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Table 2. Indicators of renovascular disease

• Abrupt or severe hypertension

• Hypertension resistant to optimal medical therapy

• Onset of hypertension under age 30 or over age 55

• Bruits in the abdomen or flank

• Unexplained renal failure in an elderly hypertensive

• Worsening renal function during therapy with ACE inhibitors

• Hypertensive retinopathy (grade 3 or 4)

• Hypertension with asymmetric renal size, atherosclerotic heart or peripheral vascular disease

A Normal

Figure 15. Principle of ACE inhibition (captopril) renography. In a normal patient (A), blood is delivered to the glomerulus via the afferent arteriole and leaves by the efferent arteriole. Normally, there is a sufficiently high glomerular pressure to allow for renal physiology (represented by arrows) across the capillary membrane and Bowman's capsule. In a patient with renal artery stenosis and renovascular hypertension (B), the initial drop in blood pressure in the glomerulus is counteracted with angiotensin II-mediated vasoconstriction of the efferent arteriole (arrow). Glomerular pressure and hence renal physiology is maintained. If captopril is administered (C), the efferent arteriole relaxes with a subsequent drop in glomerular pressure and filtration. This decrease in renal physiology can be detected with renal scanning. (Figure provided by Dr. I.D. Greenberg.)

Figure 15. Principle of ACE inhibition (captopril) renography. In a normal patient (A), blood is delivered to the glomerulus via the afferent arteriole and leaves by the efferent arteriole. Normally, there is a sufficiently high glomerular pressure to allow for renal physiology (represented by arrows) across the capillary membrane and Bowman's capsule. In a patient with renal artery stenosis and renovascular hypertension (B), the initial drop in blood pressure in the glomerulus is counteracted with angiotensin II-mediated vasoconstriction of the efferent arteriole (arrow). Glomerular pressure and hence renal physiology is maintained. If captopril is administered (C), the efferent arteriole relaxes with a subsequent drop in glomerular pressure and filtration. This decrease in renal physiology can be detected with renal scanning. (Figure provided by Dr. I.D. Greenberg.)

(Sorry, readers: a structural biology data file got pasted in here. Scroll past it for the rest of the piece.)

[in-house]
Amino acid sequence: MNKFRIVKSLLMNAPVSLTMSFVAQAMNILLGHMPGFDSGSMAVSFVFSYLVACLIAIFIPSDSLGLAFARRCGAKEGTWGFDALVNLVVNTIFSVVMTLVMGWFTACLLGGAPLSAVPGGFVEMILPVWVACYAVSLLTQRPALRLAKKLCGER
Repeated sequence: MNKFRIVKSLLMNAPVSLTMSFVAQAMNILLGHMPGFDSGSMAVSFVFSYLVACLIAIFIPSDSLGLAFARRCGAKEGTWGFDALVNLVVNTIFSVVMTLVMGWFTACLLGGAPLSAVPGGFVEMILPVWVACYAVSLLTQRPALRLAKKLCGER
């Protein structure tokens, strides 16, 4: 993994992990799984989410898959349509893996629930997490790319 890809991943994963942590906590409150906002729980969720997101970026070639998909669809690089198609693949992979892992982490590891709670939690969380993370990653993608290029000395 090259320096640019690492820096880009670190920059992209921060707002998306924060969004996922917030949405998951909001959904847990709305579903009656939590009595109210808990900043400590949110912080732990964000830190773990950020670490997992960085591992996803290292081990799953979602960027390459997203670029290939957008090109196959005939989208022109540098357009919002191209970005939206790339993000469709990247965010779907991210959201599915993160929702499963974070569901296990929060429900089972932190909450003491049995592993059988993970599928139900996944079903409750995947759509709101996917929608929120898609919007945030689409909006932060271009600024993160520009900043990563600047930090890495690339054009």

secondary to atherosclerosis or, in the younger patient, fibromuscular dysplasia. Clinical indications to pursue renovascular hypertension are summarized in Table 2.

Renovascular disease is also the most difficult secondary cause of hypertension to detect non-invasively. The gold standard for diagnosing renal artery stenosis is the conventional renal angiogram. Renal artery stenosis can also be demonstrated by MRI and duplex ultrasonography. However, the demonstration of renal artery stenosis does not guarantee that the stenosis is causing renovascular hypertension. Furthermore angiography is associated with a risk of making renal failure worse secondary to iodinated radiographic contrast or cholesterol emboli.

Because of the low incidence of renovascular hypertension, a highly sensitive screening test is necessary. The captopril renal scan is the most useful test for detecting

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